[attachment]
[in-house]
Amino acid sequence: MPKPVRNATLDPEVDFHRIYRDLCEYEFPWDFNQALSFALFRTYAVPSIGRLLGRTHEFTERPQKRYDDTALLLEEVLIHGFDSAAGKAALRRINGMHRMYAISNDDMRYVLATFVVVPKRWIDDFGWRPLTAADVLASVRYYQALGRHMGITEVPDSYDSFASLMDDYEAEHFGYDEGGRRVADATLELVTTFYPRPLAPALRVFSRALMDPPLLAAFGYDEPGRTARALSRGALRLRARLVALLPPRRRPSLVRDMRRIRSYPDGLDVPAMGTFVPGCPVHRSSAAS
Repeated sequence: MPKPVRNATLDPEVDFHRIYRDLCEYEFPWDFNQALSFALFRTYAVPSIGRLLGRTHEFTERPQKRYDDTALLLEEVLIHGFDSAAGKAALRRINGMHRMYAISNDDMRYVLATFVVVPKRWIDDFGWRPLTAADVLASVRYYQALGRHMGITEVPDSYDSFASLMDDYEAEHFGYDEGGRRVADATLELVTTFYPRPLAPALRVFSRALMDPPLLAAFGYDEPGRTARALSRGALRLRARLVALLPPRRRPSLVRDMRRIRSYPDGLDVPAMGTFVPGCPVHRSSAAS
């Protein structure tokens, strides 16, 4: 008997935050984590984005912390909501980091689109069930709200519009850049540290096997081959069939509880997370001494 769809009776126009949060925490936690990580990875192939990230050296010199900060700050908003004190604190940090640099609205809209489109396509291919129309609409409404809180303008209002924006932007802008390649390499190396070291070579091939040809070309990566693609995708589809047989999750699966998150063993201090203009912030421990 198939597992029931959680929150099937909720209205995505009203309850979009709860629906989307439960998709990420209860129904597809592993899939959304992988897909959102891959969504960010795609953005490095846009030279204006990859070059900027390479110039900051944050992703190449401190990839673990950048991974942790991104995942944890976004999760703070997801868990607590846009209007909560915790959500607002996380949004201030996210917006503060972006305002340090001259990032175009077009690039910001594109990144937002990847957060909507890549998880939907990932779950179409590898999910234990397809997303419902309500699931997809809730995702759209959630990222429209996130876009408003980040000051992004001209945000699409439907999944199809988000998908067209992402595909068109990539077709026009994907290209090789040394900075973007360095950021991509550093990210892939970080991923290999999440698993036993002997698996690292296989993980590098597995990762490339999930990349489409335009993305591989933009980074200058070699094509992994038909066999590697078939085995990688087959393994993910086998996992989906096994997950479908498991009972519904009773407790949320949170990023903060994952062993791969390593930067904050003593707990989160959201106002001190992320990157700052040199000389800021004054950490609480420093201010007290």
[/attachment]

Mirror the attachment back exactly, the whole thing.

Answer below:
[in-house]
Amino acid sequence: MPKPVRNATLDPEVDFHRIYRDLCEYEFPWDFNQALSFALFRTYAVPSIGRLLGRTHEFTERPQKRYDDTALLLEEVLIHGFDSAAGKAALRRINGMHRMYAISNDDMRYVLATFVVVPKRWIDDFGWRPLTAADVLASVRYYQALGRHMGITEVPDSYDSFASLMDDYEAEHFGYDEGGRRVADATLELVTTFYPRPLAPALRVFSRALMDPPLLAAFGYDEPGRTARALSRGALRLRARLVALLPPRRRPSLVRDMRRIRSYPDGLDVPAMGTFVPGCPVHRSSAAS
Repeated sequence: MPKPVRNATLDPEVDFHRIYRDLCEYEFPWDFNQALSFALFRTYAVPSIGRLLGRTHEFTERPQKRYDDTALLLEEVLIHGFDSAAGKAALRRINGMHRMYAISNDDMRYVLATFVVVPKRWIDDFGWRPLTAADVLASVRYYQALGRHMGITEVPDSYDSFASLMDDYEAEHFGYDEGGRRVADATLELVTTFYPRPLAPALRVFSRALMDPPLLAAFGYDEPGRTARALSRGALRLRARLVALLPPRRRPSLVRDMRRIRSYPDGLDVPAMGTFVPGCPVHRSSAAS
């Protein structure tokens, strides 16, 4: 008997935050984590984005912390909501980091689109069930709200519009850049540290096997081959069939509880997370001494 769809009776126009949060925490936690990580990875192939990230050296010199900060700050908003004190604190940090640099609205809209489109396509291919129309609409409404809180303008209002924006932007802008390649390499190396070291070579091939040809070309990566693609995708589809047989999750699966998150063993201090203009912030421990 198939597992029931959680929150099937909720209205995505009203309850979009709860629906989307439960998709990420209860129904597809592993899939959304992988897909959102891959969504960010795609953005490095846009030279204006990859070059900027390479110039900051944050992703190449401190990839673990950048991974942790991104995942944890976004999760703070997801868990607590846009209007909560915790959500607002996380949004201030996210917006503060972006305002340090001259990032175009077009690039910001594109990144937002990847957060909507890549998880939907990932779950179409590898999910234990397809997303419902309500699931997809809730995702759209959630990222429209996130876009408003980040000051992004001209945000699409439907999944199809988000998908067209992402595909068109990539077709026009994907290209090789040394900075973007360095950021991509550093990210892939970080991923290999999440698993036993002997698996690292296989993980590098597995990762490339999930990349489409335009993305591989933009980074200058070699094509992994038909066999590697078939085995990688087959393994993910086998996992989906096994997950479908498991009972519904009773407790949320949170990023903060994952062993791969390593930067904050003593707990989160959201106002001190992320990157700052040199000389800021004054950490609480420093201010007290």